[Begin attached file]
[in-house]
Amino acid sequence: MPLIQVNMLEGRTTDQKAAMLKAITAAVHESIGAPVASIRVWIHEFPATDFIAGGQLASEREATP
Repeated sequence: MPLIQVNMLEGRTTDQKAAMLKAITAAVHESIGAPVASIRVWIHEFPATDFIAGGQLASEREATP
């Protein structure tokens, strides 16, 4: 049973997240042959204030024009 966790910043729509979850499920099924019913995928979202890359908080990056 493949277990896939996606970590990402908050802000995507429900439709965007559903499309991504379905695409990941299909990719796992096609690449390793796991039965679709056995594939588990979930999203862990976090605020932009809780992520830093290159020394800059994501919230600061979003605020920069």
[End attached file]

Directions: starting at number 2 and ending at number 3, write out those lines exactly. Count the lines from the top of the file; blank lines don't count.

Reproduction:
Amino acid sequence: MPLIQVNMLEGRTTDQKAAMLKAITAAVHESIGAPVASIRVWIHEFPATDFIAGGQLASEREATP
Repeated sequence: MPLIQVNMLEGRTTDQKAAMLKAITAAVHESIGAPVASIRVWIHEFPATDFIAGGQLASEREATP